Ferrovie dello Stato was established in 1905, an important step in the process of unifying Italy. In more than a century of serving citizens, our Group has contributed to Italy’s economic, social and cultural development. A historical path reconstructs the most significant moments that have led Ferrovie dello Stato to be the large company it is today.
Originally it was the Bayard
In the morning of 3 October 1839 the small Bayard locomotive ran seven kilometres and 250 metres on the Naples - Portici line: a huge project created with the contribution of the English to take the court of Ferdinand II to the residences out of the city. This success meant that the second line Milan - Monza was inaugurated only a year later and new sections were built and opened everywhere in Italy.
However the management companies could not guarantee sustainable travelling conditions: compartments that were cold in winter and hot in summer made travelling feel endless and delays were so bad that in 1889, a parliamentary enquiry commission was established to examine the causes.
The discontent of citizens was compounded by the protests of railway operators who, after a series of wage demands, threatened to call a strike.
The reaction of the liberals to the serious conditions of disservice and anarchy in the workplace led to a bill being presented on 21 April 1905 to nationalise the railway network, with an annex forbidding public employees to strike. The reaction of the railway operators was so fierce that the Giolitti government resigned.
However the plan was set: on 1 July the head of the Fortis government proclaimed the establishment of Ferrovie dello Stato, entrusting its management to a State company under the supervision of the Ministry of Public Works.
From private to public: FS is founded
A new symbol, FS, appears on all the trains. The new company grew exponentially: in just a few years the number of locomotives rose from 2,500 to 5,000, vehicles from 60,000 to 117,000; 2,000 kilometres of new lines were inaugurated, trains got faster and faster while distances shortened.
However this means of transport was not immediately popular: Italians still trusted transportation of goods by sea or horse. Only under the fascist regime did the train become a true Italian legend: a flagship of the dictatorship, a symbol of progress and futurism, a sign of order and the correct operation of the state machine.
Trains changed their function once again in the Second World War: as a way to take troops to the frontline, they became a symbol of fighting and hope.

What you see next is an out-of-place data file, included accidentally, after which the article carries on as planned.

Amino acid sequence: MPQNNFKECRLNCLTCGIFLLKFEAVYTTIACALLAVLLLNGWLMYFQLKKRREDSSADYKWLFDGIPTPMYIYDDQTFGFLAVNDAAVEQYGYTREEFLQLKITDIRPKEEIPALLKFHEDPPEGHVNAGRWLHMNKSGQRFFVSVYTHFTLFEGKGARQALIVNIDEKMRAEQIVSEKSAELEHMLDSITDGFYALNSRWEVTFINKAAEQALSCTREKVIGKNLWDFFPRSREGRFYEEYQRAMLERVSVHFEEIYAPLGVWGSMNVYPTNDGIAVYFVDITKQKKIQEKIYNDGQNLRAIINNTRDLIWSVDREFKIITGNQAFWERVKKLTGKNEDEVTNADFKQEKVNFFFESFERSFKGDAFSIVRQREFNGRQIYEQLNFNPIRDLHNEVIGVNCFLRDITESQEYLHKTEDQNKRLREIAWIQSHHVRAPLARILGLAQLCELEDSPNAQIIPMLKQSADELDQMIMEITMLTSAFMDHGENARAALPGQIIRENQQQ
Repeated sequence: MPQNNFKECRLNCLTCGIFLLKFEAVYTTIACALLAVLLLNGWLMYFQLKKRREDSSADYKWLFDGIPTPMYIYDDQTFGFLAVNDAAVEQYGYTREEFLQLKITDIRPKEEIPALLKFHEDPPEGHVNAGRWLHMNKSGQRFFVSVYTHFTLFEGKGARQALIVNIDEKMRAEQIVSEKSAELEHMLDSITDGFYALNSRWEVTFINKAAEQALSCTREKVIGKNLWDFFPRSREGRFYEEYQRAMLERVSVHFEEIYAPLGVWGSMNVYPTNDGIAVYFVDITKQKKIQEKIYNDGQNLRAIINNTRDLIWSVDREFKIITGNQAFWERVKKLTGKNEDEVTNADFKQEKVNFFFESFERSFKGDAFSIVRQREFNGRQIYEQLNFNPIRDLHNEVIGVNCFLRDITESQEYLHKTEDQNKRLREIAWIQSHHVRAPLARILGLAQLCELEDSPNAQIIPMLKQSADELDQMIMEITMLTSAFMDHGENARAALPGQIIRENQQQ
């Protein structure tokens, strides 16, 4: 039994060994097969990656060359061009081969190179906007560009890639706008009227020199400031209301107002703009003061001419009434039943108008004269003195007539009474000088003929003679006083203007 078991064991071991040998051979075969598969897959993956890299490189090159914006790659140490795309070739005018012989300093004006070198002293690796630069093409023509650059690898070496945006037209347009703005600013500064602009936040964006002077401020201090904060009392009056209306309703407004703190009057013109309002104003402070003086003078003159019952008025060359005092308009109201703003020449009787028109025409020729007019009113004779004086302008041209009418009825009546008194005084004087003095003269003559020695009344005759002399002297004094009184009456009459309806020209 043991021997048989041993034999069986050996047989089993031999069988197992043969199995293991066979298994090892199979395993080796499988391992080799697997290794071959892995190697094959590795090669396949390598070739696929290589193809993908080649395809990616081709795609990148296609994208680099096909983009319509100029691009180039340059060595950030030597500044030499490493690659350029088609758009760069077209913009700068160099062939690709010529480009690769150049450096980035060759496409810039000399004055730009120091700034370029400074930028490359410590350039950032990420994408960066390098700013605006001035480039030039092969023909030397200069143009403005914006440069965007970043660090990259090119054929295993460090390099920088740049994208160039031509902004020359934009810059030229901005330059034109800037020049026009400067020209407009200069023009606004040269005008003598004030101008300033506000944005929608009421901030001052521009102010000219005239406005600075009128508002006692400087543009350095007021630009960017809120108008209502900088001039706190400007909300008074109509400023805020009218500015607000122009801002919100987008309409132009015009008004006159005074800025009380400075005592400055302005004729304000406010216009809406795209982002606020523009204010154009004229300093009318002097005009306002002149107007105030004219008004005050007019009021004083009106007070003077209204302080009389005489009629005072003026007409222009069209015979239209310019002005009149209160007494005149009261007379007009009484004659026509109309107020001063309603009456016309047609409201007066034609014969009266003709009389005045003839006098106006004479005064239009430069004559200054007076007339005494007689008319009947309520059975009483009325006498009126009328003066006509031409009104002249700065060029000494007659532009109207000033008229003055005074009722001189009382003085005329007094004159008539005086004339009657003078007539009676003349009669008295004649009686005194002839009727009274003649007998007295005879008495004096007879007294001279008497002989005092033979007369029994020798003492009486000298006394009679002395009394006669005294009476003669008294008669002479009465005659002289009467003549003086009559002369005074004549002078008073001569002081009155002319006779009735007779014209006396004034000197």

Trains: a means which transports dreams
In the nineteen fifties, with emigrants from the south of Italy searching for work in Milan and Turin in the north, trains took on a fundamental role in the country’s economic and social development.
Like the ships of the 19th century which sailed from Italian ports full of emigrants to reach the USA, now trains took them to new destinations to leave misery and poverty behind.
The same railway operators acquired respect and honour: together with the postal service and teachers, they belong to the aristocracy of workers.
In 1985 this slogan announced a radical transformation for the railway companies: from an independent company to a public body and, finally a public limited company.
Thanks to the change in the economic and political conditions of the last twenty years, a real revolution has taken place in the Railway organisational structure: the company’s objective is not only to satisfy the needs of those citizens who want to travel safely and on time, but also to implement EU directives.
Subsequently, in 2000, in compliance with these EU Directives on the liberalisation of railway transport, a new extensive changed occurred which led to the foundation of Trenitalia and, the following year, the establishment of RFI and Ferrovie dello Stato (becoming Ferrovie dello Stato Italiane in May 2011), the Parent company, thus completing the reorganisation process.
In 2000 Trenitalia was founded and in 2001 RFI and Ferrovie dello Stato were established, (becoming Ferrovie dello Stato Italiane in May), the parent company, thus completing the reorganisation process.
The future runs on rails
About 9,000 trains a day totalling 500 million passengers and 80 million tons of freight transported a year on a network measuring more than 16,000 kilometres. The future of railways starts from these figures. A future which is set on the huge international routes: from Lisbon to Kiev, from Berlin to Sicily and from Genoa to Rotterdam. Italian rails and trains now run across Europe.